Saturday, August 11, 2012

On Choice, Censorship and Change...

Change is hard.

I'd finally settled down here, have a reasonably decent home with access to Brisbane for me, to sports activities for the kids, the beach close enough, a gym and yoga and writers' group. 

I'd really been content to settle down.

But our school isn't working out for the kids, mostly for the older two, and it isn't really meeting my expectations anymore either. 

Let me be the first to say that I tried to fight it.  I did everything I could to make it work.  But I'd already committed to homeschooling Ryan by May/June and just recently decided to withdraw Andrew as well.  That was a long time coming; he hasn't had real peers at our school since we started there. 

The decision to withdraw Aidan and Matthew as well is breaking my heart, but in the end it will be the right one for us as a family.

The boys will all start at a new school - yet to be determined - at the start of the new school term in January 2013.

Our school was there for us when we first came to the area 20 months ago.  It was all we had.  And it was - and still is - so much better than what we had previously.  The adminstration is responsive.  The teachers are excellent.  The twins' first two teachers - last year in prep/kindergarten and this year in year one are absolutely phenomenal.  The twins are learning at a second grade level.  And they just turned six.   Ryan's teachers adore her and Andrew's (often the same) are doing everything they can to expand his learning.  This is our family we are leaving, our first friends and our only support when we first arrived.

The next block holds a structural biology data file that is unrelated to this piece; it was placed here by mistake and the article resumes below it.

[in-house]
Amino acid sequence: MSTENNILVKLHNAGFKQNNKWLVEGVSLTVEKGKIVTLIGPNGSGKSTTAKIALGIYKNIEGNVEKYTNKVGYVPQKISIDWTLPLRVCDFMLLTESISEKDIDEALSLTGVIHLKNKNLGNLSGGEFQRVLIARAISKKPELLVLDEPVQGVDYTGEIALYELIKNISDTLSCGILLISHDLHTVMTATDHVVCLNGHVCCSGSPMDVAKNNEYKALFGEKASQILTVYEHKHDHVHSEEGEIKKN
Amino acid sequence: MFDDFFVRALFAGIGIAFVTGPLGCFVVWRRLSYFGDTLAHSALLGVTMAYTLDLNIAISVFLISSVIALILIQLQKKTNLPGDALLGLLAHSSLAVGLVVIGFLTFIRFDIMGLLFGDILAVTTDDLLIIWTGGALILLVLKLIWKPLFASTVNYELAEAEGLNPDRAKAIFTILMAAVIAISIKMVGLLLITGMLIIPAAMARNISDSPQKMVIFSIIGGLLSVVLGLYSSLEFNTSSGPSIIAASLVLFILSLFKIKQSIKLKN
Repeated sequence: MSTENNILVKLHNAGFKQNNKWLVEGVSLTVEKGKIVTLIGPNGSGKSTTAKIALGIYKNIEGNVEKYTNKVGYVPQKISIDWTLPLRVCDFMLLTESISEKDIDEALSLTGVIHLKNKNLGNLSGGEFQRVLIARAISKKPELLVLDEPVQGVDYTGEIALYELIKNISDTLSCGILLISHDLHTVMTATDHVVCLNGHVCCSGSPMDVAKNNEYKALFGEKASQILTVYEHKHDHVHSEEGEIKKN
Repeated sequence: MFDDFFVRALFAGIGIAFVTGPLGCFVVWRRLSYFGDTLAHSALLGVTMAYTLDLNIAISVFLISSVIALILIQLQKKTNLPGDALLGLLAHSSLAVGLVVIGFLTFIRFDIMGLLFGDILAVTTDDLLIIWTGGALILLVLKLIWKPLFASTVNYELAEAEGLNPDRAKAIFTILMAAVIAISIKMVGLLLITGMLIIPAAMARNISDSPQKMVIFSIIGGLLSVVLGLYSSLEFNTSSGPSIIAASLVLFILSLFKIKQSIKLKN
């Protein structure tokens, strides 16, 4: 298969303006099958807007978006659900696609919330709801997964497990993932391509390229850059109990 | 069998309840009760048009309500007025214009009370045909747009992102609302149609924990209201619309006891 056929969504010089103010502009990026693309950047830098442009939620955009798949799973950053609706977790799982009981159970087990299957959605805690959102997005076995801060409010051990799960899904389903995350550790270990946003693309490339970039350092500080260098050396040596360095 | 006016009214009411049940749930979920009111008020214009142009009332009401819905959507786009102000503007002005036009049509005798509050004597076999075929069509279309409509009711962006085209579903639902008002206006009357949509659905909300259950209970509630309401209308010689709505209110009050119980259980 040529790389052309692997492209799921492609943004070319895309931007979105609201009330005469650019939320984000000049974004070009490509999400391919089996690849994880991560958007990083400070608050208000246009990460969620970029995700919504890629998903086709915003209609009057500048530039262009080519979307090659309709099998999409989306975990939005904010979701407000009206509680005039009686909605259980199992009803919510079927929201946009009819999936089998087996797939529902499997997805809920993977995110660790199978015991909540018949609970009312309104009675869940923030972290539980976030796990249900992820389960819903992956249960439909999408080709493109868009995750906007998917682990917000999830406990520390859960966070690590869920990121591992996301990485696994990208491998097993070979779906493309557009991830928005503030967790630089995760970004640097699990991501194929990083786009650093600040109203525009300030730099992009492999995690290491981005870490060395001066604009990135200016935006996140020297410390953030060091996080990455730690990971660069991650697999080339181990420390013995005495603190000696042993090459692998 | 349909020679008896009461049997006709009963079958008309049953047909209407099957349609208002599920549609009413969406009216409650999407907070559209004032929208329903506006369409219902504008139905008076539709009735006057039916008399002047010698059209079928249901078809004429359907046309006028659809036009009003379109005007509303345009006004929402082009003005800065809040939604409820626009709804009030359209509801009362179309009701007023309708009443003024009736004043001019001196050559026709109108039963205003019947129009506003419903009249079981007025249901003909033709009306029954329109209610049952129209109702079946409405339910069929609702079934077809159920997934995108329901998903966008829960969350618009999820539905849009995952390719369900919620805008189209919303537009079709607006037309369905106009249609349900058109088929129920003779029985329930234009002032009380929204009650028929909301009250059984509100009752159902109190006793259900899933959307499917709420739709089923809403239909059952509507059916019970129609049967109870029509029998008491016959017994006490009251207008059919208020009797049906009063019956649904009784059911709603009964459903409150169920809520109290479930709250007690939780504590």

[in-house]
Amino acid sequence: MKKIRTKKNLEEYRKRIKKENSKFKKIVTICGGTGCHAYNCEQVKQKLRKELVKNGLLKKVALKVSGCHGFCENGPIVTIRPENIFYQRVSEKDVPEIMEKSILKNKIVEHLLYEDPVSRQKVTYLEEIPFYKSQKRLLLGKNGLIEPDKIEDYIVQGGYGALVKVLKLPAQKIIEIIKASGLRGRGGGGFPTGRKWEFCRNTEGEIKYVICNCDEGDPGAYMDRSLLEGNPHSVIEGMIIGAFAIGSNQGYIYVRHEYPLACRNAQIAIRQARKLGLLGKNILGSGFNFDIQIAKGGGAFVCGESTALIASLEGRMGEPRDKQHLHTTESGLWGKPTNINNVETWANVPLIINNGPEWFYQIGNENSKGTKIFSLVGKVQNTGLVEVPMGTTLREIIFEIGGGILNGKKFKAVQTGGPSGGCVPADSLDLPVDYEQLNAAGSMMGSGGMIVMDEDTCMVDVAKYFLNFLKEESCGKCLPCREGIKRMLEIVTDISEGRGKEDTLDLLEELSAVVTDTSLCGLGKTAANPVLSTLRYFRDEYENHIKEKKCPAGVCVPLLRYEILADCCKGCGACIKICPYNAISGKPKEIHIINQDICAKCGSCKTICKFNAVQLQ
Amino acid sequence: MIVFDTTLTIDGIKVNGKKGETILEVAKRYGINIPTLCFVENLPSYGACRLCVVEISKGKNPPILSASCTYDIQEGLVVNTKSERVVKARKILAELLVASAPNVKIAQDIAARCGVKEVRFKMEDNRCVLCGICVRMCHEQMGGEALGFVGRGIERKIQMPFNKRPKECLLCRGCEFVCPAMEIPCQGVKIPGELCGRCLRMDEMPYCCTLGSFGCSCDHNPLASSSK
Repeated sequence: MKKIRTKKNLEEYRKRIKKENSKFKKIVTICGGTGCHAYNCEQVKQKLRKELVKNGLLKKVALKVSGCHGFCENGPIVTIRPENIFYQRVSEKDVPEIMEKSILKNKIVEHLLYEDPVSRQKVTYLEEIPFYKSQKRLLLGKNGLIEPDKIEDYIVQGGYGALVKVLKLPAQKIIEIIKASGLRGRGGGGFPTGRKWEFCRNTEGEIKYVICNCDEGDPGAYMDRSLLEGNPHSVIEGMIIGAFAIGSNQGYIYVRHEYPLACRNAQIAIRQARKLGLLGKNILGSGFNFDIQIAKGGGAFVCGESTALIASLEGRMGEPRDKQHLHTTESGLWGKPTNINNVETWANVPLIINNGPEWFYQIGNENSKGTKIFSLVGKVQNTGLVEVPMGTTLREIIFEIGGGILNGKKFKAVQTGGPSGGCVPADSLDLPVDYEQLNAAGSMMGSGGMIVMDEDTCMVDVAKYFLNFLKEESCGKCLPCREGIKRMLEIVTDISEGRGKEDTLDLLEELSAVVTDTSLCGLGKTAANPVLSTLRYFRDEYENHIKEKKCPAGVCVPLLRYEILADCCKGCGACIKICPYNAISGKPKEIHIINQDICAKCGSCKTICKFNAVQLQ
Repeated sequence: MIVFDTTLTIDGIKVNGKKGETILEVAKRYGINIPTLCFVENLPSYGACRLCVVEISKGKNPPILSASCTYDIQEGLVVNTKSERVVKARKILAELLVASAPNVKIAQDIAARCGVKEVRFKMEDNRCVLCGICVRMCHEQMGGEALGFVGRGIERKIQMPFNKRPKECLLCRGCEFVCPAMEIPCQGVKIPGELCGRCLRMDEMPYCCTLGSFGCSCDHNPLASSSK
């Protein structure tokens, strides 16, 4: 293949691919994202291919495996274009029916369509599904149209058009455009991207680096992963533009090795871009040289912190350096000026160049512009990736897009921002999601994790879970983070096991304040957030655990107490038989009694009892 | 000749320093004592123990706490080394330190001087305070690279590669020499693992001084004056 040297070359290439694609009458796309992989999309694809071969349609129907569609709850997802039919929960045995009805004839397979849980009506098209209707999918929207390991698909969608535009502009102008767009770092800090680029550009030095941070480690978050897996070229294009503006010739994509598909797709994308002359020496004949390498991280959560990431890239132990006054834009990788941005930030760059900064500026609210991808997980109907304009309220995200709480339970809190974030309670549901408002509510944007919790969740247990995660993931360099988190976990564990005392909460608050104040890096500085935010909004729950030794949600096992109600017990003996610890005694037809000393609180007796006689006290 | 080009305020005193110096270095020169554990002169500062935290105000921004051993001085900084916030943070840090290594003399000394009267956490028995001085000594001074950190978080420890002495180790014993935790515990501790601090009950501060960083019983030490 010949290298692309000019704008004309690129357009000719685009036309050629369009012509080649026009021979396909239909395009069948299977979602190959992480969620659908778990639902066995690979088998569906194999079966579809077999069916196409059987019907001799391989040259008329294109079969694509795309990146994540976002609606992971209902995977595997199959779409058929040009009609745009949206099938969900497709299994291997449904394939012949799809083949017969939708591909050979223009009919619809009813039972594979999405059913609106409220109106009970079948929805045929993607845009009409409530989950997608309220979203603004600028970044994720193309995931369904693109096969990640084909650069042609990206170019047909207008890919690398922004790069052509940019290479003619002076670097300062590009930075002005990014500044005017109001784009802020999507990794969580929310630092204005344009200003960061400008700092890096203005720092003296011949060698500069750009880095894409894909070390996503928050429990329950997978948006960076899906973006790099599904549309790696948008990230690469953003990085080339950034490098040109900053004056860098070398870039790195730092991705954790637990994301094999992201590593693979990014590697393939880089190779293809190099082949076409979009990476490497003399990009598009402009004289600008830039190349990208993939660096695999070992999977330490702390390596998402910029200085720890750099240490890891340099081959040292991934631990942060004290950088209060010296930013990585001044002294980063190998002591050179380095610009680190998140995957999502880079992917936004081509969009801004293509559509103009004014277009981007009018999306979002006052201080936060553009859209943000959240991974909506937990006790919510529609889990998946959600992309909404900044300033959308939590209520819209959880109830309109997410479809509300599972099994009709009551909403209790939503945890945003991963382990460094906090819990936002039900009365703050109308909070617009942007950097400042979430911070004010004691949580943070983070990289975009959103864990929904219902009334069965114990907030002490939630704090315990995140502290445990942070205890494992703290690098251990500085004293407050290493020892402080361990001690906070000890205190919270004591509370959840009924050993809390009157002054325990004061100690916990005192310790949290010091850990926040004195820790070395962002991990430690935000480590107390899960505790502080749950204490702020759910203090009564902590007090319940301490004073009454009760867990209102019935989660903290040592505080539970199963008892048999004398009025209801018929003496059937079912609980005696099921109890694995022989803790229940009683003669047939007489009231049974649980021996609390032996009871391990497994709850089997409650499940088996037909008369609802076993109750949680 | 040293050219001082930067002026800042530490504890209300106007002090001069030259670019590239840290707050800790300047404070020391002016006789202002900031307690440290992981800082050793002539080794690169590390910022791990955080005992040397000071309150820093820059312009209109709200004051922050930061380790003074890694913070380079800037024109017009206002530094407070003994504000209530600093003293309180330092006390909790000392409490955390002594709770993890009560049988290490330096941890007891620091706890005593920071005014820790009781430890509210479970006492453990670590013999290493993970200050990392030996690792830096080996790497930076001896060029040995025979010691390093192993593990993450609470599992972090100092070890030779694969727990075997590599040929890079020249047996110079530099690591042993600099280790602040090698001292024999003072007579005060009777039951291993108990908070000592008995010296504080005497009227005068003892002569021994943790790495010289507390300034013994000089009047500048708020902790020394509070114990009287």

My heart is breaking.

But the fact remains that we have outgrown this school.

The silences I get from people who aren't allowed to give us advice say more than anything.

For whatever reason, we landed smack dab in the middle of a low-income/welfare, high-risk neighbourhood when we first got here.  We looked on the internet and booked into a housing development that would have us for six months.

And quite honestly, we were pretty happy. (And still are for the most part.)  A little surprised sometimes at HOW casual Australians seemed to be about things like lack of an education, but hey, all in all a nice group of people and people we got - and still do - get along with.

And our school gave us what we needed; Ryan's self-confidence mostly and an awesome early education for the twins.  Andrew was underchallenged from the time he arrived; after finishing two years of school in Germany he could have (and did most days) gone straight into grade 5 at our school academically and still outshone most of the kids there.  This isn't bragging any more at this stage.  It is fact.